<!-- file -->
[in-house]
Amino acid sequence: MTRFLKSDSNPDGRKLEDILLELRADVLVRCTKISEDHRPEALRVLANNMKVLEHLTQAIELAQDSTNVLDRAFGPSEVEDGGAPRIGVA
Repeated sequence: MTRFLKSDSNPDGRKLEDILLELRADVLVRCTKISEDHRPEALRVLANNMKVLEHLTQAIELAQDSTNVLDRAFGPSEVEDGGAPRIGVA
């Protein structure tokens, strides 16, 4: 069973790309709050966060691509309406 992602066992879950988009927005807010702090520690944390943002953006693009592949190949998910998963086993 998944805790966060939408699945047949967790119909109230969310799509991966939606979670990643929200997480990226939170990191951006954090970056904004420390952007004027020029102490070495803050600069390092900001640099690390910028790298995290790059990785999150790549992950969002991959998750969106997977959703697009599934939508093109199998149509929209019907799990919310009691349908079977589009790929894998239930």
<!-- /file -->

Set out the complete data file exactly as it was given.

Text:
[in-house]
Amino acid sequence: MTRFLKSDSNPDGRKLEDILLELRADVLVRCTKISEDHRPEALRVLANNMKVLEHLTQAIELAQDSTNVLDRAFGPSEVEDGGAPRIGVA
Repeated sequence: MTRFLKSDSNPDGRKLEDILLELRADVLVRCTKISEDHRPEALRVLANNMKVLEHLTQAIELAQDSTNVLDRAFGPSEVEDGGAPRIGVA
């Protein structure tokens, strides 16, 4: 069973790309709050966060691509309406 992602066992879950988009927005807010702090520690944390943002953006693009592949190949998910998963086993 998944805790966060939408699945047949967790119909109230969310799509991966939606979670990643929200997480990226939170990191951006954090970056904004420390952007004027020029102490070495803050600069390092900001640099690390910028790298995290790059990785999150790549992950969002991959998750969106997977959703697009599934939508093109199998149509929209019907799990919310009691349908079977589009790929894998239930």